Memorial garden unveiled in tribute to young victims of Marc Dutroux
A garden of remembrance has been unveiled on the site of child killer and rapist Marc Dutroux’s former home, in memory of his victims. The fathers of two of the victims, eight-year-old schoolfriends Julie Lejeune and Mélissa Russo, attended the unveiling ceremony on Tuesday.
The house in Marcinelle, a district of Charleroi, was where Dutroux held the girls and young women he abducted, assaulted and raped in the mid-1990s.
Initially, the victims’ parents did not want the house to be destroyed. However, given its deteriorating condition, they agreed to consider creating a new space there provided that the basement, in which Julie and Mélissa died, be preserved.
“The police investigation was based on a hypothesis we never believed in: that Julie and Mélissa were able to live independently in the basement for four months,” Gino Russo, Mélissa’s father, said on Tuesday. “We think one day we will have to go back into the cellars to find out the truth.”
After consultation, the families decided to create a garden in honour of Julie and Mélissa and Dutroux’s other victims, An Marchal, 17, and Eefje Lambrecks, 19, who were abducted, raped and murdered. Two other girls, Laetitia Delhez, 14, and Sabine Dardenne, 12, were abducted and held in the basement of the house in 1996 before being discovered and freed.
The garden has been named Between Heaven and Earth and is intended to create a place of remembrance, while initiating renewal in a neighbourhood that has suffered lasting scars.
“It’s extremely difficult to try and come up with a fair project when you're faced with a tragedy as terrible as this,” Charleroi mayor Paul Magnette said.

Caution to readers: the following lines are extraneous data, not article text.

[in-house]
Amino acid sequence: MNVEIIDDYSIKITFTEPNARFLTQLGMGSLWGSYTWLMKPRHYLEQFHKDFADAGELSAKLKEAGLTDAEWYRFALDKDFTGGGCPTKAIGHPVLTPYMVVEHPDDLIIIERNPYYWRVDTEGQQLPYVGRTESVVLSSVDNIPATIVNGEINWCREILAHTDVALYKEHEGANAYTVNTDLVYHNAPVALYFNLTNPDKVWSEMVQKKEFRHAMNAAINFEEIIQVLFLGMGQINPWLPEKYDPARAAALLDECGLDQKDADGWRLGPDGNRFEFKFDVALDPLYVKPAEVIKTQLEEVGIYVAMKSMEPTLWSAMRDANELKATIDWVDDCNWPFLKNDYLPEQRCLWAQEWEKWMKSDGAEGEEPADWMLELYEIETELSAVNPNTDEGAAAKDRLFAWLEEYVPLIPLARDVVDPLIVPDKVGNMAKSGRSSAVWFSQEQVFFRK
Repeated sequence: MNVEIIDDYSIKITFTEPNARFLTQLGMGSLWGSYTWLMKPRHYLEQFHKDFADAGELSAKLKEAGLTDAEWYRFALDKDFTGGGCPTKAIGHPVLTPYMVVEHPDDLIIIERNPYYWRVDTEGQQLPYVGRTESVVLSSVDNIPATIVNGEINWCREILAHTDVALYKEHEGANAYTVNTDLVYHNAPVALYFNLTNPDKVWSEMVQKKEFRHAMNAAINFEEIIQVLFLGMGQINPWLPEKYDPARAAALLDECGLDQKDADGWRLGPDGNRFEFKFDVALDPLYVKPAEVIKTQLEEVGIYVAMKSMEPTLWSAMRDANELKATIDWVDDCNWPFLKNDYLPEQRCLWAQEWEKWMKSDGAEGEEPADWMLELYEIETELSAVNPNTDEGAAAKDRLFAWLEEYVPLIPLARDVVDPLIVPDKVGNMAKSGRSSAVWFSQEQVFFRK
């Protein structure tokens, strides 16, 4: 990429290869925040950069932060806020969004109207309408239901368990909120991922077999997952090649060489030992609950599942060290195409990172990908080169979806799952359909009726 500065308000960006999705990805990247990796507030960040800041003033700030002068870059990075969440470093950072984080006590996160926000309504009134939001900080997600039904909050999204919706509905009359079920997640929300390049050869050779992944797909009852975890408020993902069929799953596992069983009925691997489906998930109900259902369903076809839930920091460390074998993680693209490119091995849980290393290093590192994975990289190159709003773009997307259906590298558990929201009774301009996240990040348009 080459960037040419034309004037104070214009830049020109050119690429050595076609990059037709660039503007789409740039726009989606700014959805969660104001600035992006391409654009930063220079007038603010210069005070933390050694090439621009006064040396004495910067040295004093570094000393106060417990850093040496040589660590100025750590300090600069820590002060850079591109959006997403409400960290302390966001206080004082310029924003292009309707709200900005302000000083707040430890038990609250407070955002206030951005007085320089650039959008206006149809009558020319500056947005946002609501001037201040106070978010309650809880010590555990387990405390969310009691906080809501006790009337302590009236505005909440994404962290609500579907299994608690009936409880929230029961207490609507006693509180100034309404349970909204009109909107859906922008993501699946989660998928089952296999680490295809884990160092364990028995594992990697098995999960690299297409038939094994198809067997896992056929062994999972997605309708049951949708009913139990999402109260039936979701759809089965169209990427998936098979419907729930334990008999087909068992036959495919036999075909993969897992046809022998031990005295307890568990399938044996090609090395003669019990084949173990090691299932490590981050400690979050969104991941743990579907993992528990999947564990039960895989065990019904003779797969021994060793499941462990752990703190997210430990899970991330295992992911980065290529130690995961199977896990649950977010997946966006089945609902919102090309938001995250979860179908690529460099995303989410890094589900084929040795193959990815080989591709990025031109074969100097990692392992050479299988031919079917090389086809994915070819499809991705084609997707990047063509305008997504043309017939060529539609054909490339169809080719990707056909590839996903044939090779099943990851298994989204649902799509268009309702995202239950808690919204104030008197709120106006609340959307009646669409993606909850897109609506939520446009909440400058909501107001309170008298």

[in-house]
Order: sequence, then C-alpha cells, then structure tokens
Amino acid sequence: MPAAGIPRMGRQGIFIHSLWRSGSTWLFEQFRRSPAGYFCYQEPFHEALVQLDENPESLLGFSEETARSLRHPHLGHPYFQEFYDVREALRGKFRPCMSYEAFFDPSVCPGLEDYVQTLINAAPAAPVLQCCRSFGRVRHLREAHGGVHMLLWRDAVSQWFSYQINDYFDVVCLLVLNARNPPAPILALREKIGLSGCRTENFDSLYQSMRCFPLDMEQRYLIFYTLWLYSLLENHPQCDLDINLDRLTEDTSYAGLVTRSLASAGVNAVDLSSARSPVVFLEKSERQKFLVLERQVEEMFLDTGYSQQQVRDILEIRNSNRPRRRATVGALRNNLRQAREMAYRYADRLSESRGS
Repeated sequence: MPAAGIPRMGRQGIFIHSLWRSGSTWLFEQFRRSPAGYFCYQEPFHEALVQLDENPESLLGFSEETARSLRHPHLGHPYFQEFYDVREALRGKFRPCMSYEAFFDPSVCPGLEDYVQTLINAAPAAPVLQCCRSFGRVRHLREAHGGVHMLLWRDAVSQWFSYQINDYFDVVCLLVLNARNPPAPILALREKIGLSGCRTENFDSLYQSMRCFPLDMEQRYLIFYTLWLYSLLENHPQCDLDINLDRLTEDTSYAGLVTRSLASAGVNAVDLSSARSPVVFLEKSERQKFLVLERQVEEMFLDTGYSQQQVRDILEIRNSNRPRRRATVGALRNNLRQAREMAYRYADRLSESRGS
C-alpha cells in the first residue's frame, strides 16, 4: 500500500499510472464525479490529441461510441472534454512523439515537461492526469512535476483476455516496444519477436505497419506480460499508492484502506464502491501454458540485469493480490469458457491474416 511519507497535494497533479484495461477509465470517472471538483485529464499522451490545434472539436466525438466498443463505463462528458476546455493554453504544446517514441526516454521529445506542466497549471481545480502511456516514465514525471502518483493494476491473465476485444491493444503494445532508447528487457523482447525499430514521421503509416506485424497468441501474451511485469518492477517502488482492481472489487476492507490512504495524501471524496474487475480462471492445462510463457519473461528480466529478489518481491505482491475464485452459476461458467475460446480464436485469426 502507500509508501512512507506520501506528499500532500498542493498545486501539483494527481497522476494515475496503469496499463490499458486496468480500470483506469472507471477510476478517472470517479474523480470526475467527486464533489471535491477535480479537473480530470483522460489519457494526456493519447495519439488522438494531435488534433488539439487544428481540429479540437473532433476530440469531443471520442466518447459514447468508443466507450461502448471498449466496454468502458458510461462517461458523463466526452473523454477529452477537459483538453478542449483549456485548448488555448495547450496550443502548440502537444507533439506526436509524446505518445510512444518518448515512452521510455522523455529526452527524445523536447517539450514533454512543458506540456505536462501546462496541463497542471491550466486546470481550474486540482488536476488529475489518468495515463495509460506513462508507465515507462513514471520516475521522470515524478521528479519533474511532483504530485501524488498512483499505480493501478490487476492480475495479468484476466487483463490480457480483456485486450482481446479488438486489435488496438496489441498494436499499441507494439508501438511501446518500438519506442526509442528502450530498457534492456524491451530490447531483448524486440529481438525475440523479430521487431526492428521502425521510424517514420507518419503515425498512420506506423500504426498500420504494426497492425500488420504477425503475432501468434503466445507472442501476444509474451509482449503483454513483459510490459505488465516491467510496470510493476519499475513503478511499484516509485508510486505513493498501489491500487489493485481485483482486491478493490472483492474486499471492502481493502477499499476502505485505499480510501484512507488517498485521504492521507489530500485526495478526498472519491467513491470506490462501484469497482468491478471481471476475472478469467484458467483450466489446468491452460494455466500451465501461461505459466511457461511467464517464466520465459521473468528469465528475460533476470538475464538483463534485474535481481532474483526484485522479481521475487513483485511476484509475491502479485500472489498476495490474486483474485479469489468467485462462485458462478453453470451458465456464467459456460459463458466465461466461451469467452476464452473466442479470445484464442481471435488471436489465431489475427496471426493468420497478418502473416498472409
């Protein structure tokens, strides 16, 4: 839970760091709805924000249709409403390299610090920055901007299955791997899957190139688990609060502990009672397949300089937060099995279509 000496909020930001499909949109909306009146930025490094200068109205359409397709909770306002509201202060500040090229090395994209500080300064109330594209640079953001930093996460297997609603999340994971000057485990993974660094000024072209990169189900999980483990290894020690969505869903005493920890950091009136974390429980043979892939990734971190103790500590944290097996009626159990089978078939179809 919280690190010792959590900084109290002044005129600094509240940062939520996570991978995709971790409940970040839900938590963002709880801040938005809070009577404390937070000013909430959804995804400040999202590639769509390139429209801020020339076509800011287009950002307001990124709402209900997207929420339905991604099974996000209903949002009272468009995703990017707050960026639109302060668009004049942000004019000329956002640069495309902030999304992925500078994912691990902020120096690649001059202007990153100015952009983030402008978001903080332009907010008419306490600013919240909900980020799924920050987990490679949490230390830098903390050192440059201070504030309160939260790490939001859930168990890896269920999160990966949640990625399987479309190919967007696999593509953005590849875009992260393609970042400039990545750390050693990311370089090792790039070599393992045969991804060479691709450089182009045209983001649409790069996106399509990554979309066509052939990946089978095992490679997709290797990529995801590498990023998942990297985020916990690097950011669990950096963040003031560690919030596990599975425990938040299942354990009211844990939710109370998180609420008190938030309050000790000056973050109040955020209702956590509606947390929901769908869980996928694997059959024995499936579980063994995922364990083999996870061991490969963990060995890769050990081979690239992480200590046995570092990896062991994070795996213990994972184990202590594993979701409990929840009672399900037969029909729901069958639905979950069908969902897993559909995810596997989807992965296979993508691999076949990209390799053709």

The garden has been designed in consultation with the victims’ relatives. The panels that covered the facade of the house had long featured a painting of a happy child. Artist Christophe Terlinden has reinterpreted the image for the new garden.
"It’s extremely difficult to try and come up with a fair project when you're faced with a tragedy as terrible as this"
A burial mound for Julie and Mélissa has been covered with flowers, and the street corner is walled with white bricks that reflect the light. The garden is visible but not directly accessible to the public. People can lay flowers in a small alcove in the wall.
Outrage and reform
In 2004, Dutroux was convicted on six charges of kidnapping and four of murder, as well as three counts of the rape of girls in Slovakia, and sentenced to life imprisonment.
His ex-wife, Michelle Martin, was released in 2012 after serving 16 years of a 30-year sentence for her involvement in the crimes and transferred to a convent. Both Dutroux and Martin had been jailed in the 1980s for kidnapping and raping five young girls, but were released early.
The case caused outrage in Belgium, over both the nature of Dutroux’s crimes and a catalogue of failures in the police investigation. It led to the largest demonstration in the country’s history: the White March in Brussels on 22 October 1996, in which an estimated 300,000 people took part. Eventually, there was a reform of the justice system and an overhaul of Belgium’s fragmented policing system.
Julie and Mélissa are buried next to each other in the cemetery of Grâce-Hollogne, Liège. Child Focus, the Belgium-based European Centre for Missing and Sexually Exploited Children, was set up by Julie’s father in the aftermath of her murder.
Top and bottom: The memorial garden on the site of Marc Dutroux's former home; centre: Charleroi mayor Paul Magnette, Jean-Denis Lejeune and Gino Russo © KENZO TRIBOUILLARD / AFP